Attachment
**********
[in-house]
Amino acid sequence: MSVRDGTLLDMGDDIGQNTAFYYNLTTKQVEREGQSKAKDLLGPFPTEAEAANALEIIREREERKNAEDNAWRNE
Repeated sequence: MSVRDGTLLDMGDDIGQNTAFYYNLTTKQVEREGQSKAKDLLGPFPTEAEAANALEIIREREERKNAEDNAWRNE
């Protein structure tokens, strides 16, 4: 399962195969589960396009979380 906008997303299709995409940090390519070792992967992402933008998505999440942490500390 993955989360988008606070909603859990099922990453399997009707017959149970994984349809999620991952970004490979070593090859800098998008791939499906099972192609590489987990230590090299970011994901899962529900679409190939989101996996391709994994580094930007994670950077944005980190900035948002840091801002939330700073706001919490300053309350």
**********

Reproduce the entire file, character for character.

[in-house]
Amino acid sequence: MSVRDGTLLDMGDDIGQNTAFYYNLTTKQVEREGQSKAKDLLGPFPTEAEAANALEIIREREERKNAEDNAWRNE
Repeated sequence: MSVRDGTLLDMGDDIGQNTAFYYNLTTKQVEREGQSKAKDLLGPFPTEAEAANALEIIREREERKNAEDNAWRNE
């Protein structure tokens, strides 16, 4: 399962195969589960396009979380 906008997303299709995409940090390519070792992967992402933008998505999440942490500390 993955989360988008606070909603859990099922990453399997009707017959149970994984349809999620991952970004490979070593090859800098998008791939499906099972192609590489987990230590090299970011994901899962529900679409190939989101996996391709994994580094930007994670950077944005980190900035948002840091801002939330700073706001919490300053309350």